"My grandfather Walter was in the Canadian Grenadier Guards in the First World War and he fought and was wounded several times in the famous battle of Passchendaele,” Dan Veniez told CBC News.
Veniez says his grandfather spoke openly about his war experiences.
"Mortar fire came and it — as grandpa described it, and I remember him being very tearful when he did -- he lost his seven friends who were in the trench with him,” Veniez said.
“He was the only one that made it out alive. He didn't think he would be alive."
Walter Veniez lost a piece of his right leg — but that didn’t stop him from trying to enlist when the Second World War broke out. He wasn't accepted but volunteered for home guard duty.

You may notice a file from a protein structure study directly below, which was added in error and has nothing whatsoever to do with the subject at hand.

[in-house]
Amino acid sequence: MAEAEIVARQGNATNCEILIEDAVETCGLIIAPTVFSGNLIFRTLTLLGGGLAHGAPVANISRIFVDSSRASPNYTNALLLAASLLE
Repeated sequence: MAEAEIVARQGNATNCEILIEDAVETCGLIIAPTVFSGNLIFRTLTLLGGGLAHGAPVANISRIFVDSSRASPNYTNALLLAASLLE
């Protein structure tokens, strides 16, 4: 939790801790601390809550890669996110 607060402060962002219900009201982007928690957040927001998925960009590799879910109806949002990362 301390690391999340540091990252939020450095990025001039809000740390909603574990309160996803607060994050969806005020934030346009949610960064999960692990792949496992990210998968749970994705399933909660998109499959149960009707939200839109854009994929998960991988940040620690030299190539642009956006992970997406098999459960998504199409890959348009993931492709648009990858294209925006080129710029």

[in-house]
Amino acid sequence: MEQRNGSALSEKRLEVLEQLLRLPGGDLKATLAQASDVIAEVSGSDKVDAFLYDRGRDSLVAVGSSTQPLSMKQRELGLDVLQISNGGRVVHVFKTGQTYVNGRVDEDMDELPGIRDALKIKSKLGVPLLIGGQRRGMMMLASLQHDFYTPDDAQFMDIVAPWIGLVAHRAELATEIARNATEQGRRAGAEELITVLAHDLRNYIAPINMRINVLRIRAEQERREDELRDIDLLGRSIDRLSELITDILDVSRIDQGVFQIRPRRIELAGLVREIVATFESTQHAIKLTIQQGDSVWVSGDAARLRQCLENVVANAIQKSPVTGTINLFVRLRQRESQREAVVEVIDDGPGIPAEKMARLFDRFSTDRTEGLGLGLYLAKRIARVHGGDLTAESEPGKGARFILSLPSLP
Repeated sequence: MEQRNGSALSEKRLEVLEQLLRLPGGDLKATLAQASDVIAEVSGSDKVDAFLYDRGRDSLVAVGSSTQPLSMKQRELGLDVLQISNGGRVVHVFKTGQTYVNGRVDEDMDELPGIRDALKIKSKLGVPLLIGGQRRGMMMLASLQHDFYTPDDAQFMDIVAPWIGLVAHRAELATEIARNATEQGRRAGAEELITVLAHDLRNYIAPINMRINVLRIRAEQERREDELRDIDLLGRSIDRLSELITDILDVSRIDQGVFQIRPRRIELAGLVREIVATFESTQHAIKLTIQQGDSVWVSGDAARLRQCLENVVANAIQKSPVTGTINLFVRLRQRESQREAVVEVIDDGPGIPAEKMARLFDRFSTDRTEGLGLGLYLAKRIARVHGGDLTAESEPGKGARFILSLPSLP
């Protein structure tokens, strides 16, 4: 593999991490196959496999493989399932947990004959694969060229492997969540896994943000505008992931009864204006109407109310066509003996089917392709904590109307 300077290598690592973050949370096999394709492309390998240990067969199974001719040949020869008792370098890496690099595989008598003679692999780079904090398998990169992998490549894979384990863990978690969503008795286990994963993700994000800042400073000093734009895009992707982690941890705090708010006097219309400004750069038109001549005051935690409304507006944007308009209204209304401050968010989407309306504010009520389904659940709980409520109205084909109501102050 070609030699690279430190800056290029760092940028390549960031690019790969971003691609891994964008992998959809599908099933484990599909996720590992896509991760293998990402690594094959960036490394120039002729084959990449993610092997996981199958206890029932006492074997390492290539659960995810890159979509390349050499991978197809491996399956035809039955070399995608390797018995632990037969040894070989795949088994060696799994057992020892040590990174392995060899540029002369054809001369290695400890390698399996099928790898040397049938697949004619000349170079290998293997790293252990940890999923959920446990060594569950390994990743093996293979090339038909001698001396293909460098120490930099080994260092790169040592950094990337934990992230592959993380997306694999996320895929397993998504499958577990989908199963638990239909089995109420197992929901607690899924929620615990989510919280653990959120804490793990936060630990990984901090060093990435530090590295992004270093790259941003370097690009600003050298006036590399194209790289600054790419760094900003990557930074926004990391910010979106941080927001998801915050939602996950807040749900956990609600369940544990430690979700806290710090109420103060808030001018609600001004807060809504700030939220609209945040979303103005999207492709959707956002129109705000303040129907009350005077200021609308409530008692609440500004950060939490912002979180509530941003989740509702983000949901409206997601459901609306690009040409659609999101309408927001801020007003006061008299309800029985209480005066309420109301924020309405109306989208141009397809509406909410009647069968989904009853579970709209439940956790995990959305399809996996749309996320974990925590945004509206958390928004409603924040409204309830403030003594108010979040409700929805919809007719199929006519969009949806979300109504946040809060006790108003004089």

His son, Dan’s father, enlisted but never saw active service as the war ended the day before he was to ship out from Halifax.
Veniez says his grandfather battled alcoholism and depression before he died — legacies of what he endured in the war.
"In those days, mental health issues were not as understood and appreciated as they are today."
But Veniez says his grandfather’s stories are motivations for him and his teenage children to honour veterans of the past and present.
"Without me suggesting it, they wear their poppies,” Veniez said.
“They know what it means and they're not only proud of their heritage, but they're very proud of what it means to them and means to the country and means to what they even themselves say they take for granted today."Suggest a correction